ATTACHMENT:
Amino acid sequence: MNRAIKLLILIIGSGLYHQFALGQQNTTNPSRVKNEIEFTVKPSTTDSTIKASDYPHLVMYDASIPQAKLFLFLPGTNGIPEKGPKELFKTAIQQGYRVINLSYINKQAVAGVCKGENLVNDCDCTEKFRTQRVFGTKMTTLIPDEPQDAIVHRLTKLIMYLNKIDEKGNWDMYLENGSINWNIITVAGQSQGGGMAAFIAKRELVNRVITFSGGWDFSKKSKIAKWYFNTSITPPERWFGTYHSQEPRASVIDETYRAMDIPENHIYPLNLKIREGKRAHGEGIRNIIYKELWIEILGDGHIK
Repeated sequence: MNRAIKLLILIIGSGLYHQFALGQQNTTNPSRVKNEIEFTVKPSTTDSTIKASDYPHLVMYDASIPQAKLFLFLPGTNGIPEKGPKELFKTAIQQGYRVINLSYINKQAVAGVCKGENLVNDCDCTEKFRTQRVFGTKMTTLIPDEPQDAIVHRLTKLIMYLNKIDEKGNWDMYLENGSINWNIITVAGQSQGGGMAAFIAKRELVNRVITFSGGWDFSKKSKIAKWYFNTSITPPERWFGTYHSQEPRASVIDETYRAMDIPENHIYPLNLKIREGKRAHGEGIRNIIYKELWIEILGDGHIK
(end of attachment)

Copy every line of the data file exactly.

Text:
Amino acid sequence: MNRAIKLLILIIGSGLYHQFALGQQNTTNPSRVKNEIEFTVKPSTTDSTIKASDYPHLVMYDASIPQAKLFLFLPGTNGIPEKGPKELFKTAIQQGYRVINLSYINKQAVAGVCKGENLVNDCDCTEKFRTQRVFGTKMTTLIPDEPQDAIVHRLTKLIMYLNKIDEKGNWDMYLENGSINWNIITVAGQSQGGGMAAFIAKRELVNRVITFSGGWDFSKKSKIAKWYFNTSITPPERWFGTYHSQEPRASVIDETYRAMDIPENHIYPLNLKIREGKRAHGEGIRNIIYKELWIEILGDGHIK
Repeated sequence: MNRAIKLLILIIGSGLYHQFALGQQNTTNPSRVKNEIEFTVKPSTTDSTIKASDYPHLVMYDASIPQAKLFLFLPGTNGIPEKGPKELFKTAIQQGYRVINLSYINKQAVAGVCKGENLVNDCDCTEKFRTQRVFGTKMTTLIPDEPQDAIVHRLTKLIMYLNKIDEKGNWDMYLENGSINWNIITVAGQSQGGGMAAFIAKRELVNRVITFSGGWDFSKKSKIAKWYFNTSITPPERWFGTYHSQEPRASVIDETYRAMDIPENHIYPLNLKIREGKRAHGEGIRNIIYKELWIEILGDGHIK